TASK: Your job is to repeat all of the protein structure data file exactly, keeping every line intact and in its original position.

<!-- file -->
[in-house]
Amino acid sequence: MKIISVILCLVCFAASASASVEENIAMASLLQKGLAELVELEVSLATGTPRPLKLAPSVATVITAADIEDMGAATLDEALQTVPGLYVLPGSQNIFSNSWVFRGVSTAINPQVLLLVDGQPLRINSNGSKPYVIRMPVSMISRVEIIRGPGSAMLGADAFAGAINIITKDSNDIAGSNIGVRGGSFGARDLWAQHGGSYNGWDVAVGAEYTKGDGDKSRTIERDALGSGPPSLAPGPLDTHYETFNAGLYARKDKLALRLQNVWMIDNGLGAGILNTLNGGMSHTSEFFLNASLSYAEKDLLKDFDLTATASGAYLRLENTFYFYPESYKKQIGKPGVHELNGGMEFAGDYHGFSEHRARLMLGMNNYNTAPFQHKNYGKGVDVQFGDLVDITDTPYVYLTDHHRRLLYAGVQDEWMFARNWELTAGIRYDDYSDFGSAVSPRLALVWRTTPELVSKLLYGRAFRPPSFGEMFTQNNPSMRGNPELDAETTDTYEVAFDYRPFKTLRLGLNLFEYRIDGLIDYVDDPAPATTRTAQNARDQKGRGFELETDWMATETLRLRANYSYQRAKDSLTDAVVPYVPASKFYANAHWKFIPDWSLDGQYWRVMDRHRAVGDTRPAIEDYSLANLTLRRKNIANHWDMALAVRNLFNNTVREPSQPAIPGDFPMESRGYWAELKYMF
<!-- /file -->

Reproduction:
[in-house]
Amino acid sequence: MKIISVILCLVCFAASASASVEENIAMASLLQKGLAELVELEVSLATGTPRPLKLAPSVATVITAADIEDMGAATLDEALQTVPGLYVLPGSQNIFSNSWVFRGVSTAINPQVLLLVDGQPLRINSNGSKPYVIRMPVSMISRVEIIRGPGSAMLGADAFAGAINIITKDSNDIAGSNIGVRGGSFGARDLWAQHGGSYNGWDVAVGAEYTKGDGDKSRTIERDALGSGPPSLAPGPLDTHYETFNAGLYARKDKLALRLQNVWMIDNGLGAGILNTLNGGMSHTSEFFLNASLSYAEKDLLKDFDLTATASGAYLRLENTFYFYPESYKKQIGKPGVHELNGGMEFAGDYHGFSEHRARLMLGMNNYNTAPFQHKNYGKGVDVQFGDLVDITDTPYVYLTDHHRRLLYAGVQDEWMFARNWELTAGIRYDDYSDFGSAVSPRLALVWRTTPELVSKLLYGRAFRPPSFGEMFTQNNPSMRGNPELDAETTDTYEVAFDYRPFKTLRLGLNLFEYRIDGLIDYVDDPAPATTRTAQNARDQKGRGFELETDWMATETLRLRANYSYQRAKDSLTDAVVPYVPASKFYANAHWKFIPDWSLDGQYWRVMDRHRAVGDTRPAIEDYSLANLTLRRKNIANHWDMALAVRNLFNNTVREPSQPAIPGDFPMESRGYWAELKYMF